TAMPA, Fla. - Now that we know the end is coming, with Derek Jeter's bombshell announcement Wednesday that this will be his final season, it's only natural to think back to the very beginning.
To a 22-year-old shortstop, the AL Rookie of the Year in 1996, and the words of someone who knew him best: Jeter's father, Charles. The Yankees had climbed back to glory, winning the World Series for the first time in 18 years, and Jeter was still in the embryonic stages of what would be a Hall of Fame career.
But of all the memories created during that magical season, Charles recalled what most impressed his son, who already understood the importance of what he had worked for, and to appreciate it.
"Derek doesn't really get excited about a lot of things,'' Charles told me back then. "But he couldn't stop talking about that parade.''
Maybe that's why Jeter kept chasing those parades, kept pushing for a return trip to the Canyon of Heroes. Maybe that helps explain why he made it back there four more times, why the feeling never got old for him. To the outside world, it looked routine during those dynasty years, as much a part of October as Halloween.
Not to Jeter. People will argue that he had plenty of help from stacked rosters bought by George Steinbrenner, but no one wanted a World Series ring more than Jeter -- and then the next one, and the one after that. Plenty of players say their goal is to win a championship above all else. But how many do you actually believe?
We believed Jeter. Standing at his locker, before or after games, Jeter doesn't say a heck of a lot. He talks, sure, but picks his spots when it comes to quotes that he knows will attract more than the usual attention. Jeter's focus rarely strays from the standings, from trying to figure out how to win tomorrow and what else he needs to do to help make that happen.
The cynical may hear Jeter's words as some sort of cliché. To them, all the team-first talk can sound tired, a recycled refrain offered to confound the media hordes who follow the team on a daily basis. But it's always felt real with Jeter, more because of what he does than says, and the Yankees -- a franchise built on its hellbent pursuit of world titles -- have needed him at their center.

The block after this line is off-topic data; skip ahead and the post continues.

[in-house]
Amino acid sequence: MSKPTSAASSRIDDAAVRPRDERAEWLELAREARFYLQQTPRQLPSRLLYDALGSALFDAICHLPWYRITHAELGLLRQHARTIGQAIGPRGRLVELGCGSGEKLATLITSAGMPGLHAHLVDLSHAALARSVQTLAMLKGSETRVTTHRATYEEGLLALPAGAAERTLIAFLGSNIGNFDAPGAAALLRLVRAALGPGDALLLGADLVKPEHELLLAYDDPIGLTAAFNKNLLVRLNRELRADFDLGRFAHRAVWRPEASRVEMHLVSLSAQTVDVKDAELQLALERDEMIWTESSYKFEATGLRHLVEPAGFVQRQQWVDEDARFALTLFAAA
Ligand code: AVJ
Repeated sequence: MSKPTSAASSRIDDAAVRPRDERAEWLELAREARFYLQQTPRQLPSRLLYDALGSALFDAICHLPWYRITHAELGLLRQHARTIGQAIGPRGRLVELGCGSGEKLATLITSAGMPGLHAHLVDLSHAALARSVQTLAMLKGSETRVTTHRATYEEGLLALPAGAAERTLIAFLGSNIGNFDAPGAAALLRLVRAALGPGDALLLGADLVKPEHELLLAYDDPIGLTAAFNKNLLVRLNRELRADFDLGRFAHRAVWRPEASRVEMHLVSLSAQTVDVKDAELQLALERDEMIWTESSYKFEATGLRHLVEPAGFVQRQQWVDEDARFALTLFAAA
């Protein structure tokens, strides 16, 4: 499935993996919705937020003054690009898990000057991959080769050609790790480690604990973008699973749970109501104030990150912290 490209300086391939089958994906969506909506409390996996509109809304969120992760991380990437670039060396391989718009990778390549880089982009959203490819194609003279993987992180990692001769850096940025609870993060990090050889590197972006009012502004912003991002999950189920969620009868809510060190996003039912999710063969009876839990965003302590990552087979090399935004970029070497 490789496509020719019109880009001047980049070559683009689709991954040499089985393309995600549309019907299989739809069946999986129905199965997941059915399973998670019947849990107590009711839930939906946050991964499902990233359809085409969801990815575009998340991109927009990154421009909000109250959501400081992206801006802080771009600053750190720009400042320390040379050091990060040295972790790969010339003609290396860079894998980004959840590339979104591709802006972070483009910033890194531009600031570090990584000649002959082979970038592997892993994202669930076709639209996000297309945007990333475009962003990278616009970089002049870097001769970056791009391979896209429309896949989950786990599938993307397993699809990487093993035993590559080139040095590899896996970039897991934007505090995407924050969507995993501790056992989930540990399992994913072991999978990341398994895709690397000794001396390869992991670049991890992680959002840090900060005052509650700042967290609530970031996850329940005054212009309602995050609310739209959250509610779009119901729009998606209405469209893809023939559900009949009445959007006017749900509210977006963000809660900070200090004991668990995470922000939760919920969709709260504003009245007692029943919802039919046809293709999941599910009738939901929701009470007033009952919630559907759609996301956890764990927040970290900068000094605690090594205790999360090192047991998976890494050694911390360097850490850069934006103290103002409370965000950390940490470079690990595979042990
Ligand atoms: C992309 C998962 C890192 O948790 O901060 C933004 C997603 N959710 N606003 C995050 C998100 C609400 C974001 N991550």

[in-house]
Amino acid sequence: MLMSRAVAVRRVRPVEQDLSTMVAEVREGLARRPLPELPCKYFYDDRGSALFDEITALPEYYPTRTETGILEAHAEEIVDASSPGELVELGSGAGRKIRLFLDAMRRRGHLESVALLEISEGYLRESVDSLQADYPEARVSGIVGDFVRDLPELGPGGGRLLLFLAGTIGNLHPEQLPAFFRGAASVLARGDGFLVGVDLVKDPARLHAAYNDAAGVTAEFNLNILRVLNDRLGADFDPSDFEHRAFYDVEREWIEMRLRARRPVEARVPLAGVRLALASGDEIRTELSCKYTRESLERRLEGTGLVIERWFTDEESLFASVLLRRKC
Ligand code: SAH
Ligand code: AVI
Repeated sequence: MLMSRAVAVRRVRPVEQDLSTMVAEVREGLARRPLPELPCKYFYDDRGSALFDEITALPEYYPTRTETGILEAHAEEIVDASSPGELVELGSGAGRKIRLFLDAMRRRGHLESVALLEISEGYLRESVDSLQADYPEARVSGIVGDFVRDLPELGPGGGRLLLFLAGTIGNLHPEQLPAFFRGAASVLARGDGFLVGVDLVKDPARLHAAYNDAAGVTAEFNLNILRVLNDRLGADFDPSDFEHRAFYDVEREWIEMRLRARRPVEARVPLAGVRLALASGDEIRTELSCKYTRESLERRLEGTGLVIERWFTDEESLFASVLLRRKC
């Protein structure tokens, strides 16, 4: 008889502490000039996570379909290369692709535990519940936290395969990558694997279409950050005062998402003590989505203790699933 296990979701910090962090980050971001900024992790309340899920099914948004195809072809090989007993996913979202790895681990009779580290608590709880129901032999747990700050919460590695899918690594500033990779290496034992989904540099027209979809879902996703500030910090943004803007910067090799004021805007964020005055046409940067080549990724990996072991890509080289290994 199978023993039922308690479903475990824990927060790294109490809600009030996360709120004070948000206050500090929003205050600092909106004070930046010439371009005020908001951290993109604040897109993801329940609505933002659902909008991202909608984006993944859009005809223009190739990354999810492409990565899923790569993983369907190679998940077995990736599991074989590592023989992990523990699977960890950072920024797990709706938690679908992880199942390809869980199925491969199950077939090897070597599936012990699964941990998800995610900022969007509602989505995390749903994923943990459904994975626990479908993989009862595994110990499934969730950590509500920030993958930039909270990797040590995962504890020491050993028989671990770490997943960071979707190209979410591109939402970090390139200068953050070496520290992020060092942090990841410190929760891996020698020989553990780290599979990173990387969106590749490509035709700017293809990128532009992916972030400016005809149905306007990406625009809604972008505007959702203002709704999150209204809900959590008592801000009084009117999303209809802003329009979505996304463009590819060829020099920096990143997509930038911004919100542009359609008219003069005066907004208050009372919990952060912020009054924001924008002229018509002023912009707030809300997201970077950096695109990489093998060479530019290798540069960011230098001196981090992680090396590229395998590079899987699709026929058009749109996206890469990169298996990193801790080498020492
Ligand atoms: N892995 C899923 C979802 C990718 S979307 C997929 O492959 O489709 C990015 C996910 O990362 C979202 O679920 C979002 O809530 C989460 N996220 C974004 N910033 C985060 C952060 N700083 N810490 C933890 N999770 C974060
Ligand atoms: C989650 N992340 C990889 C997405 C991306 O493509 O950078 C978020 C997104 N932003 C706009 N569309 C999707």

A year from now, he won't be there. And honestly, the Yankees will never have another Jeter, just like there has never been another Ruth, Gehrig, DiMaggio or Mantle. The sport will always produce great players ticketed for Cooperstown. But how many more will win five World Series rings? As the Yankees' captain? Jeter is something we may not see again in our lifetimes, a one-of-a-kind phenomenon, and that's what makes Wednesday's's announcement so unsettling for those of us who have watched him from the very start.
Even as the Core Four crumbled around him, as long as Jeter remained, there was a pillar to cling to. But as Mariano Rivera and Andy Pettitte carefully orchestrated their farewells last season, it was easy to overlook that the Jeter we knew also was preparing his goodbye. Seeing him try to perform at his usual level with an ankle that was patched together by plates and screws was painful to watch. Jeter was as honest with us about his condition as he'd ever been regarding an injury -- and we know now that he also had stopped lying to himself about it.
"Last year was a tough one for me,'' Jeter said Wednesday in his Facebook letter. "As I suffered through a bunch of injuries, I realized that some of the things that always came easily to me and were always fun had started to become a struggle. The one thing I always said to myself was that when baseball started to feel more like a job, it would be time to move forward.''
Now Jeter is forcing the rest of us to move on as well. It won't be easy. Not for Jeter, not for the Yankees, not for Major League Baseball. We all get one more season, just like with Rivera, and then it's over.
"I want to soak in every moment of every day this year,'' Jeter wrote, "so I can remember it for the rest of my life.''
Knowing Jeter, in his mind, he's already planning on another parade.